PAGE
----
Ruling at first instance, the Brussels Commercial Court has dismissed in its entirety a claim for damages by the Belgian and Flemish state authorities against four members of an elevator cartel. The claimants alleged that the cartel had overcharged them by 12.3%, resulting in damages that totalled almost €17 million. However, the Brussels Commercial Court ruled that the claimants had failed to provide sufficient proof that the cartel had caused them any damage.
In 2007 the European Commission imposed fines totalling €992 million on Kone, Otis, Schindler and ThyssenKrupp. The four elevator and escalator producers were found to have participated in bid-rigging cartels for the installation and maintenance of elevators and escalators in Belgium, Germany, Luxembourg and the Netherlands. The companies were found to have allocated tenders and other contracts among themselves, with the aim of freezing market shares.
As the owners and occupants of buildings with elevators and escalators supplied and maintained by the four cartel members, the Belgian and Flemish state authorities initiated damages actions before the Brussels Commercial Court in February 2012.
With reference to the European Commission's decision, the claimants argued that it was fair to presume that the cartel had inflated its prices. They submitted a report by an economic expert to support their claims. The report suggested that prices for elevator and escalator installation and maintenance were inflated during the cartel period by 12.3%, resulting in total damages of almost €17 million.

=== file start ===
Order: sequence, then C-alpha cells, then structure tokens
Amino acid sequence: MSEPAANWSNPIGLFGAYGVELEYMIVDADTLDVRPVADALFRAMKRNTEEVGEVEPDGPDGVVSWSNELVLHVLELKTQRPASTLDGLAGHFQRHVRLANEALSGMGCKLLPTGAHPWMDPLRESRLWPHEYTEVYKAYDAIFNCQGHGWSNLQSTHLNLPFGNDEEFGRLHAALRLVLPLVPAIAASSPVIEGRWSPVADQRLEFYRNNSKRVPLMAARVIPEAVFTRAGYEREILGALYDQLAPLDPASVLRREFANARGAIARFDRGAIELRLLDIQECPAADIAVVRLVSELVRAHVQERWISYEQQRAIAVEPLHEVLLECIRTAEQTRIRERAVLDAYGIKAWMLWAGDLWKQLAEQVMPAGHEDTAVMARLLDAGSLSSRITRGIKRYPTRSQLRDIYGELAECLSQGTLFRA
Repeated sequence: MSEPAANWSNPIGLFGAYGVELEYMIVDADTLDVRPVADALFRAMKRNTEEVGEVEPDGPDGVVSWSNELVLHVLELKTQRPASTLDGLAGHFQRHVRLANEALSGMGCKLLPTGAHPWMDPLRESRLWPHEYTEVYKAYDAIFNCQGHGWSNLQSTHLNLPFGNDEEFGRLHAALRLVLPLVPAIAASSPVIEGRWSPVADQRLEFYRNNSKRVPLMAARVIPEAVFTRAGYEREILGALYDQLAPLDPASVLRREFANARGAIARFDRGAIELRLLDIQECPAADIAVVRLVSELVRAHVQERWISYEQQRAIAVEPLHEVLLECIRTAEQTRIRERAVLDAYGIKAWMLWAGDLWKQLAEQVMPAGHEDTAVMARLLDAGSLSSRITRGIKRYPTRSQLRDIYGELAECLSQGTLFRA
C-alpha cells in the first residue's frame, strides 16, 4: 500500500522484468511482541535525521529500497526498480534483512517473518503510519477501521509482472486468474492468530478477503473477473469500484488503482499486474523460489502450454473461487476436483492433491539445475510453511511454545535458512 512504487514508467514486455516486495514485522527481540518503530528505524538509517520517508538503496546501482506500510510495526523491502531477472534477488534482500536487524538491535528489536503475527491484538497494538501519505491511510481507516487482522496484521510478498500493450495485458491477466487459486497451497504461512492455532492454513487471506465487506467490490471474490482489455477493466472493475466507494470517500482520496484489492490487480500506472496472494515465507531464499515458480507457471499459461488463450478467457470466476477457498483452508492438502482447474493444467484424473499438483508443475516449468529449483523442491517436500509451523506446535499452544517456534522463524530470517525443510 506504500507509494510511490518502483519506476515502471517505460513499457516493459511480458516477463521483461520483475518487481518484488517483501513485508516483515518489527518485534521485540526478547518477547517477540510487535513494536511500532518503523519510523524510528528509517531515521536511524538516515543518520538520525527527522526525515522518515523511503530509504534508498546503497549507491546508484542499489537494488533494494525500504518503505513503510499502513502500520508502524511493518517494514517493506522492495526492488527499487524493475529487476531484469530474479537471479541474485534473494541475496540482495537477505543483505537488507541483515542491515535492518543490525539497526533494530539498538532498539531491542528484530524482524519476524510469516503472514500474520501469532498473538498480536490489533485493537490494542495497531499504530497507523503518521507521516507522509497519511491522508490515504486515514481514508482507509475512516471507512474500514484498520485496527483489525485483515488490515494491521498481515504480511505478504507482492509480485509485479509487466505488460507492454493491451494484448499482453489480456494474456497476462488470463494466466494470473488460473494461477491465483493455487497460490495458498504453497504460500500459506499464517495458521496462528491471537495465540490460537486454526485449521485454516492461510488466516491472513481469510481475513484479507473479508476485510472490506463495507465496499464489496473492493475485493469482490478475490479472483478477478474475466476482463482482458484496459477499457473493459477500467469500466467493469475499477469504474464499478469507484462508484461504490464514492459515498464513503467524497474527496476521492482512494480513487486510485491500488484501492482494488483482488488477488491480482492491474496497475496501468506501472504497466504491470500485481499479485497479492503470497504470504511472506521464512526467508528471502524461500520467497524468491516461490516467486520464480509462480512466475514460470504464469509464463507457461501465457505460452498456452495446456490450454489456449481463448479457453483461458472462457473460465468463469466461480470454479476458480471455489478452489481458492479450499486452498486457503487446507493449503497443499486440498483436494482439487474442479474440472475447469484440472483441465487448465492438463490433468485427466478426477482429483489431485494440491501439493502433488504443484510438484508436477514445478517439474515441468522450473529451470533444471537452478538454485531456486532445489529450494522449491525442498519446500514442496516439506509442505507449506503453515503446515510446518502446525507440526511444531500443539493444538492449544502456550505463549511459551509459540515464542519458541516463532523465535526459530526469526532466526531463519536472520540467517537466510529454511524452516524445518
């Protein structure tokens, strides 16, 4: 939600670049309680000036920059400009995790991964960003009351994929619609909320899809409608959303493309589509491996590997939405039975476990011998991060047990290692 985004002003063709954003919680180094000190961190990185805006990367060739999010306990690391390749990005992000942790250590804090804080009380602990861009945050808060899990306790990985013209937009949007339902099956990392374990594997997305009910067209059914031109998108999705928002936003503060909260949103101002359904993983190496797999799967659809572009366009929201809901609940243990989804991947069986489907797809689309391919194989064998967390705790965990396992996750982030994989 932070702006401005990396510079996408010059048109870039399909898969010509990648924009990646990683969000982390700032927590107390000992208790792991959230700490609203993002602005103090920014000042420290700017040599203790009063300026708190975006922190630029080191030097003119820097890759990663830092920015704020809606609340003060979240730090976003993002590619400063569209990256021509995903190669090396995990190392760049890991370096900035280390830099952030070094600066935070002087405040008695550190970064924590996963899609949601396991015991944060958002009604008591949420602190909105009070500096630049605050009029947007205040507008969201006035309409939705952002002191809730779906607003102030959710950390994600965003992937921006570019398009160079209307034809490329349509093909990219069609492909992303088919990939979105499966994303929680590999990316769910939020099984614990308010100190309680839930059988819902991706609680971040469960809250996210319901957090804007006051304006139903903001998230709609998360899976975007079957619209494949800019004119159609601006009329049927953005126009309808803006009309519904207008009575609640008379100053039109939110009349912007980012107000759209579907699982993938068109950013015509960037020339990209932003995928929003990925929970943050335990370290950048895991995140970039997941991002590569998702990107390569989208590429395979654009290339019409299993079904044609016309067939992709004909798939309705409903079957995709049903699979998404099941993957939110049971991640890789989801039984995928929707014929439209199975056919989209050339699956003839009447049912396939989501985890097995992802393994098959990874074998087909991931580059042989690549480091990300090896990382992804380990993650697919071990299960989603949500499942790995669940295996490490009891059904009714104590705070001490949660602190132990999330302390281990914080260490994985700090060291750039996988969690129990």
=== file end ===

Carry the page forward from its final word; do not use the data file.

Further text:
In a judgment dated April 24 2015 the court dismissed the claims for lack of proof of damage. The decision stated that the cartel members had engaged in a market-sharing cartel. It did not establish the existence of a price-fixing cartel. The court did not consider it a given that a market-sharing cartel leads to overcharging. In order to obtain damages, claimants must present their own evidence to prove that they incurred specific and concrete harm in relation to the contracts that they concluded with the cartel members during the cartel period. They cannot simply rely on the European Commission's decision or a presumption of harm.
This is the second case in which the courts have rejected damages claims against the four elevator cartel members. In November 2014 the Brussels Commercial Court threw out the European Commission's attempt to secure damages from Kone, Otis, Schindler and ThyssenKrupp, also for lack of proof that it had suffered damage. This case is under appeal.
The outcome of these cases could have been different had the EU Directive on Antitrust Damages Actions (2014/104/EC) already been in force and implemented in Belgium – specifically, because of the rebuttable presumption it contains that a cartel causes harm. In the interim, the Brussels Commercial Court is sending a strong signal to damages claimants that in order to obtain damages, they should provide sufficient evidence that they sustained damage. It remains to be seen whether the claimants will appeal the decision, as the European Commission has done.
For further information on this topic please contact Koen Platteau or Geneviève Borremans at Simmons & Simmons LLP by telephone (+32 2 542 0960) or email (firstname.lastname@example.org or email@example.com). The Simmons & Simmons LLP website can be accessed at www.simmons-simmons.com.
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